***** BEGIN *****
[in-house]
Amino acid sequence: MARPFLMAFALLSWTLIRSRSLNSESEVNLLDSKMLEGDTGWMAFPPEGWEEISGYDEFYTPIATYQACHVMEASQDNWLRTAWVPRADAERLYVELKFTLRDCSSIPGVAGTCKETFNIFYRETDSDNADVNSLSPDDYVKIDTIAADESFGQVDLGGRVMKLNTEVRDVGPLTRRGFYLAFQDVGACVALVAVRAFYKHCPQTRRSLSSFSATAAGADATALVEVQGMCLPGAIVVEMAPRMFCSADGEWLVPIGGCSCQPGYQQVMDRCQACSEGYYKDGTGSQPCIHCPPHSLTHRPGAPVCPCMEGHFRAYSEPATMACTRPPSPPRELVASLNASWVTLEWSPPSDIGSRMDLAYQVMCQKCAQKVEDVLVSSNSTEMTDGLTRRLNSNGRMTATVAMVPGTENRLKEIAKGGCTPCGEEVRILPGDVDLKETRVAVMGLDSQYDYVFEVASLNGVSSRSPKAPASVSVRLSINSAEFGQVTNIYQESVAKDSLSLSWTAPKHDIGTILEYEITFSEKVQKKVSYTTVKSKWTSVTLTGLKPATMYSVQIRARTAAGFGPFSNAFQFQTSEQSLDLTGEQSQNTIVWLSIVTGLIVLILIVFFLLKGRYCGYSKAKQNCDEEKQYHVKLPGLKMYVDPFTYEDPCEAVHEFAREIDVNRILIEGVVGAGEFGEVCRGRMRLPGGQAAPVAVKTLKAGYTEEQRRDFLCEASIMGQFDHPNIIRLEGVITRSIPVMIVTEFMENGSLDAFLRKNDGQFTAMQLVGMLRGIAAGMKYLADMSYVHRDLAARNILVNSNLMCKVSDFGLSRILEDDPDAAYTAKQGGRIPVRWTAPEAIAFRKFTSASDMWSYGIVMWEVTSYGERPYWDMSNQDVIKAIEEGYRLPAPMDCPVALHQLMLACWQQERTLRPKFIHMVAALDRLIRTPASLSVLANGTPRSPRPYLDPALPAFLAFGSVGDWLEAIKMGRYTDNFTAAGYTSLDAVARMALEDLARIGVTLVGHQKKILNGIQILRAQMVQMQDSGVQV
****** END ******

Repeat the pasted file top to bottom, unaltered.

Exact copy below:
[in-house]
Amino acid sequence: MARPFLMAFALLSWTLIRSRSLNSESEVNLLDSKMLEGDTGWMAFPPEGWEEISGYDEFYTPIATYQACHVMEASQDNWLRTAWVPRADAERLYVELKFTLRDCSSIPGVAGTCKETFNIFYRETDSDNADVNSLSPDDYVKIDTIAADESFGQVDLGGRVMKLNTEVRDVGPLTRRGFYLAFQDVGACVALVAVRAFYKHCPQTRRSLSSFSATAAGADATALVEVQGMCLPGAIVVEMAPRMFCSADGEWLVPIGGCSCQPGYQQVMDRCQACSEGYYKDGTGSQPCIHCPPHSLTHRPGAPVCPCMEGHFRAYSEPATMACTRPPSPPRELVASLNASWVTLEWSPPSDIGSRMDLAYQVMCQKCAQKVEDVLVSSNSTEMTDGLTRRLNSNGRMTATVAMVPGTENRLKEIAKGGCTPCGEEVRILPGDVDLKETRVAVMGLDSQYDYVFEVASLNGVSSRSPKAPASVSVRLSINSAEFGQVTNIYQESVAKDSLSLSWTAPKHDIGTILEYEITFSEKVQKKVSYTTVKSKWTSVTLTGLKPATMYSVQIRARTAAGFGPFSNAFQFQTSEQSLDLTGEQSQNTIVWLSIVTGLIVLILIVFFLLKGRYCGYSKAKQNCDEEKQYHVKLPGLKMYVDPFTYEDPCEAVHEFAREIDVNRILIEGVVGAGEFGEVCRGRMRLPGGQAAPVAVKTLKAGYTEEQRRDFLCEASIMGQFDHPNIIRLEGVITRSIPVMIVTEFMENGSLDAFLRKNDGQFTAMQLVGMLRGIAAGMKYLADMSYVHRDLAARNILVNSNLMCKVSDFGLSRILEDDPDAAYTAKQGGRIPVRWTAPEAIAFRKFTSASDMWSYGIVMWEVTSYGERPYWDMSNQDVIKAIEEGYRLPAPMDCPVALHQLMLACWQQERTLRPKFIHMVAALDRLIRTPASLSVLANGTPRSPRPYLDPALPAFLAFGSVGDWLEAIKMGRYTDNFTAAGYTSLDAVARMALEDLARIGVTLVGHQKKILNGIQILRAQMVQMQDSGVQV